Riesling? Gewurztraminer? Australian Shiraz? When to serve each of those wines with what Asian dishes?
You’ll learn exactly what wines go with what flavor profiles in Indian, Chinese, Vietnamese and other Asian fare in the 1:30 p.m. to 3:30 p.m. Oct. 11 class, “Master Food and Wine Pairing” at Le Colonial restaurant in San Francisco. Yours truly has been helping to put together that class that is part of the three-day weekend “Asian Culinary Forum,” a series of classes, tours, workshops and discussions celebrating the vibrant changes in Asian cuisines around the globe.
Join Edwin Soon, enologist and wine columnist for Time Out Singapore, as he leads you through pairings of varietals with tastes of various classic Asian dishes. Everyone goes home with a copy of his book, “Wine With Asian Food, New Frontiers in Taste” (Tide-Mark Press), which he co-authored with wine teacher Patricia Guy. The class is $85.
To whet your appetite, enjoy this recipe, along with wine pairing recommendations, from the book:
Imperial-Style Grilled Spareribs
It has been said that imperial-style food has existed in China ever since there were emperors and palaces. Some dishes, of course, included rare delicacies, but there were also foods that were just improvements on those enjoyed by commoners, using everyday ingredients. Grilled or barbecued spareribs, like sweet-and-sour pork, may well have been concocted by Chinese chefs in America to whet Western appetites. Still, these dishes are found on the menus of well-respected Chinese restaurants today.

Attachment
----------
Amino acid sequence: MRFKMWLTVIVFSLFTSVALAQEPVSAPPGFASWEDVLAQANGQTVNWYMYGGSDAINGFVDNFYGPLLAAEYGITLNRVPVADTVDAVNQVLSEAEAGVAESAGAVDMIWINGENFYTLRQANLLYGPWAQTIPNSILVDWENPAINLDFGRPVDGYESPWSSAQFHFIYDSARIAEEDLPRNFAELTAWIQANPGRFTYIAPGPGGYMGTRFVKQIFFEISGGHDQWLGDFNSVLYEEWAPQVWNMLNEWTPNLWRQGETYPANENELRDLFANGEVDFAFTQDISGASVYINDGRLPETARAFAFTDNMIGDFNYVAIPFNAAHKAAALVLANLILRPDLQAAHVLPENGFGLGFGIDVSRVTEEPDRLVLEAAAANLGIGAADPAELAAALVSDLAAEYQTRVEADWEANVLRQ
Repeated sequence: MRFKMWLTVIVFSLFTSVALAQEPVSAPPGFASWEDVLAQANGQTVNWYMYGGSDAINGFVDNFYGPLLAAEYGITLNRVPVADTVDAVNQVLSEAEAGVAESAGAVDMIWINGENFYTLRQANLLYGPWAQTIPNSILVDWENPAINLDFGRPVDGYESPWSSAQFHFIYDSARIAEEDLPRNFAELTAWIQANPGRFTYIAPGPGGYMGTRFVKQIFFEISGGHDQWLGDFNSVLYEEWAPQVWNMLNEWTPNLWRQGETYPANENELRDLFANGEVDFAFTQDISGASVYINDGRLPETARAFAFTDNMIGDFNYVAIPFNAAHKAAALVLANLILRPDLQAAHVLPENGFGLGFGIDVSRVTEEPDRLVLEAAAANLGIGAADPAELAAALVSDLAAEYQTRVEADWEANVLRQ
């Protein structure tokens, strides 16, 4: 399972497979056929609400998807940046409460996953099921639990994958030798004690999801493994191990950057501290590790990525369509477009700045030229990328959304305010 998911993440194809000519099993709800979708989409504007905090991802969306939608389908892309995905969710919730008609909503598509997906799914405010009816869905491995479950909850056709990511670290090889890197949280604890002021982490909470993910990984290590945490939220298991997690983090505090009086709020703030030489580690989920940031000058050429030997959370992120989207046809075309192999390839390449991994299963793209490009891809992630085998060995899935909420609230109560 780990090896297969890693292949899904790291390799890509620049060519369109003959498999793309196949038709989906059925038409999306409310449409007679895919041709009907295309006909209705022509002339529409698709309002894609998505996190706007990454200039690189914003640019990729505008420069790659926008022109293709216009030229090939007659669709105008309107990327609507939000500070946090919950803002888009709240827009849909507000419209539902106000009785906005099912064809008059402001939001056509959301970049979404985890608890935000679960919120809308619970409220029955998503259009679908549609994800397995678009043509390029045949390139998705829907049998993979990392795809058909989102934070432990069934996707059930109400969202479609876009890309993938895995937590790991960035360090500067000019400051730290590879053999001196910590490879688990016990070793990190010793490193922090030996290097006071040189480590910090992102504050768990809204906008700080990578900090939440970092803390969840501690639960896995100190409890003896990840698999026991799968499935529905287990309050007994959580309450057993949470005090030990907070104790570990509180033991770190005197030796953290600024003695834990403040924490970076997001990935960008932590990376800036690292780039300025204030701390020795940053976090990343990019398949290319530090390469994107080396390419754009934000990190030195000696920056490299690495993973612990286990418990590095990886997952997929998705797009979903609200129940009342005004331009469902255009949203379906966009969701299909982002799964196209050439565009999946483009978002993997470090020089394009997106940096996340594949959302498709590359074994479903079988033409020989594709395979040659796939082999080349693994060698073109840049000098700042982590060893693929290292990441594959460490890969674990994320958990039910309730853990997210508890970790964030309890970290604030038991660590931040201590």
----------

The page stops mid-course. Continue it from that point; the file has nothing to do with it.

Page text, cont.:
2 pounds pork spareribs
2 tablespoons lard or butter
1 chili, seeds removed, and chopped
2 tablespoons tomato sauce
2 tablespoons Hoisin sauce
1 tablespoon honey
1 tablespoon sweet chili sauce
1 tablespoon sherry
2 tablespoons light soy sauce
½ tablespoon lime juice
1 teaspoon five-spice powder
1 teaspoon chopped garlic
1 teaspoon pepper
Wash and towel dry spareribs. Combine ingredients for marinade; then marinate pork for about 4 hours in refrigerator.
Line a baking tray with foil to collect juices and drippings for basting. Heat a grill or oven to 450 degrees. Brush meat with lard and grill or bake for 10 minutes, turning once to brown other side. Reduce heat to 300 degrees and cook for another 20 minutes, basting meat with drippings and marinade. Garnish with chopped chili. This dish can be served hot or cold.
What to drink:
Serve with a fruity, low-tannin red that will marry well with the rich sweetness of the marinade and meat.
Old World: Sangiovese di Romagna Ceregio from Fattoria Zerbina has a fresh yet mellow black-cherry fragrance that compliments this smoky dish. Valpolicella also works well.
New World: Banrock Station Shiraz-Cabernet from Australia, Rabbit Ridge Zinfandel from California, Concha y Toro Merlot from Chile, or Michael Torino Malbec from Argentina.
Alternatives: A Riesling Spatlese’s sweetness bonds with the honey and savory flavors of the dish. Also try a spicy Pinot Gris from Alsace, an Italian Pinot Grigio with a mineral note, or a clean, crisp green-appley New Zealand Pinot Grigio. All display a mellow roundedness of flavor that is ideal with these succulent spareribs. Other good Pinot Gris to try include Maysara, Civello, and Lange from Oregon. The adventurous may also try a dry sherry.